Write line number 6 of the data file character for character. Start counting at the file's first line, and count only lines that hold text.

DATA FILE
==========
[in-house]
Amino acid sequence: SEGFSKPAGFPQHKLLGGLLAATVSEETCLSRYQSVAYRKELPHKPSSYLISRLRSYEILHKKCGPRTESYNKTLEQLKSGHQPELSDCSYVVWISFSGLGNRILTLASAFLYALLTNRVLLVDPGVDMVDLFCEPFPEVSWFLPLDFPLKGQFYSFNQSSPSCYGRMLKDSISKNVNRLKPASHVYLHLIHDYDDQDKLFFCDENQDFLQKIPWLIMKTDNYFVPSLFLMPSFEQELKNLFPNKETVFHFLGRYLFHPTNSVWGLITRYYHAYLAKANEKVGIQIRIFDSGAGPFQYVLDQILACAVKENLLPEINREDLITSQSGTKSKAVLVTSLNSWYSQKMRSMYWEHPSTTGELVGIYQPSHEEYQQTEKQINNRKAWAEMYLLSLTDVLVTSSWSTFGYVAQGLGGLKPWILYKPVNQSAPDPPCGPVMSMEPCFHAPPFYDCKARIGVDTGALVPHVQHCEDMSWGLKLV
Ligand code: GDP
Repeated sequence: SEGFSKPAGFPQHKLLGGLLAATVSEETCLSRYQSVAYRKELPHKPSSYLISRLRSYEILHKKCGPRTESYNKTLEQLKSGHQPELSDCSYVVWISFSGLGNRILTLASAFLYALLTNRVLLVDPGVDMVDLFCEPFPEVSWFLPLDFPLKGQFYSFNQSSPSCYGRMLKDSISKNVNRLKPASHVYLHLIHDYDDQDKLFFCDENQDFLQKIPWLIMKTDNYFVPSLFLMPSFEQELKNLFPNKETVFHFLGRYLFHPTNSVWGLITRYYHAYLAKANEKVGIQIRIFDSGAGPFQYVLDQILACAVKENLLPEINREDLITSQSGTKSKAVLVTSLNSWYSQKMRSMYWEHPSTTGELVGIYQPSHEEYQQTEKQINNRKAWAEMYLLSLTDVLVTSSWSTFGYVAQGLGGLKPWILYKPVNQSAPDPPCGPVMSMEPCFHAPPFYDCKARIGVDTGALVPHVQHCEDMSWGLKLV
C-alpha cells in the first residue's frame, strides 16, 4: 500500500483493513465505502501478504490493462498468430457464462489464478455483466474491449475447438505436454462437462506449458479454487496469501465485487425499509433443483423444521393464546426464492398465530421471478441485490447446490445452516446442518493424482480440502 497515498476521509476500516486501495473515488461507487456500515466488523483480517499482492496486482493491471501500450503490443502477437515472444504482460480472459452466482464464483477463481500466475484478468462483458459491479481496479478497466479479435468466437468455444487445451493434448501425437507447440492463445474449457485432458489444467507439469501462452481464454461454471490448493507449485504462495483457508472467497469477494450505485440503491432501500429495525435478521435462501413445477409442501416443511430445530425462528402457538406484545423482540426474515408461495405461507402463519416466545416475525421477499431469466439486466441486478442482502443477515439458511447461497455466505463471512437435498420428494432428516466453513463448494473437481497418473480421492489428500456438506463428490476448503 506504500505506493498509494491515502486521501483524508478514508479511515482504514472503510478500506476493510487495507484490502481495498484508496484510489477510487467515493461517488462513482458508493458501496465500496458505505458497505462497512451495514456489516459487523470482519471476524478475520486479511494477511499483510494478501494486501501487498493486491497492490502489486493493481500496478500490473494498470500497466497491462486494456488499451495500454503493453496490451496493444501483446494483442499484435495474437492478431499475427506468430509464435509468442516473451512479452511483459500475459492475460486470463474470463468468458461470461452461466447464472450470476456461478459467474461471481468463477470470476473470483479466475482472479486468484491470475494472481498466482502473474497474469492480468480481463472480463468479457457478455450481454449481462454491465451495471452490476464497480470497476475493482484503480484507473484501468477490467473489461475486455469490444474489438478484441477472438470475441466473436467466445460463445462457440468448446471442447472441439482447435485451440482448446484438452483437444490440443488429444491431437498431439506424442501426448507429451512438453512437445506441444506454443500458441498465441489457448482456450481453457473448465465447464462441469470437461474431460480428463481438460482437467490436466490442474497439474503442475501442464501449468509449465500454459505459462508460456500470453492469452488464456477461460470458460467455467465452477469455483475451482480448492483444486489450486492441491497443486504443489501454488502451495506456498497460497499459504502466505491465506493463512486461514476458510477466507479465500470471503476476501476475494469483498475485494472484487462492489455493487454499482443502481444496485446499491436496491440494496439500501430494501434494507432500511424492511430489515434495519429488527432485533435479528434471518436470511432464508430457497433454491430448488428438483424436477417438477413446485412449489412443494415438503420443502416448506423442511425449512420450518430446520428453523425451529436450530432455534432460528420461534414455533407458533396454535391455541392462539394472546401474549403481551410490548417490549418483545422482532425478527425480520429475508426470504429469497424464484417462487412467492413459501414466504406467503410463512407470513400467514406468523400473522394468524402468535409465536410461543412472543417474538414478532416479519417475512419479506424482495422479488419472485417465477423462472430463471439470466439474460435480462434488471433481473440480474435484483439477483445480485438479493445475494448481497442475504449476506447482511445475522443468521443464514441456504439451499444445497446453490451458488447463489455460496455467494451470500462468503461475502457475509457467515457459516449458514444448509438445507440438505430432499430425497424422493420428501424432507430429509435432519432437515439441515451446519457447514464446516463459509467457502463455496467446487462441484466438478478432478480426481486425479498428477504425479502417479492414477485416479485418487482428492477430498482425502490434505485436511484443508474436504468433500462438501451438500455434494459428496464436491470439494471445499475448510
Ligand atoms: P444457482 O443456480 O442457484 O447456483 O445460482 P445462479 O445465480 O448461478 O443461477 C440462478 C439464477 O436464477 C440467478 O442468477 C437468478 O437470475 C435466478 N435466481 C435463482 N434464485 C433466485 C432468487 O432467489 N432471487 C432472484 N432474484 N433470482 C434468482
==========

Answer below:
Ligand atoms: P444457482 O443456480 O442457484 O447456483 O445460482 P445462479 O445465480 O448461478 O443461477 C440462478 C439464477 O436464477 C440467478 O442468477 C437468478 O437470475 C435466478 N435466481 C435463482 N434464485 C433466485 C432468487 O432467489 N432471487 C432472484 N432474484 N433470482 C434468482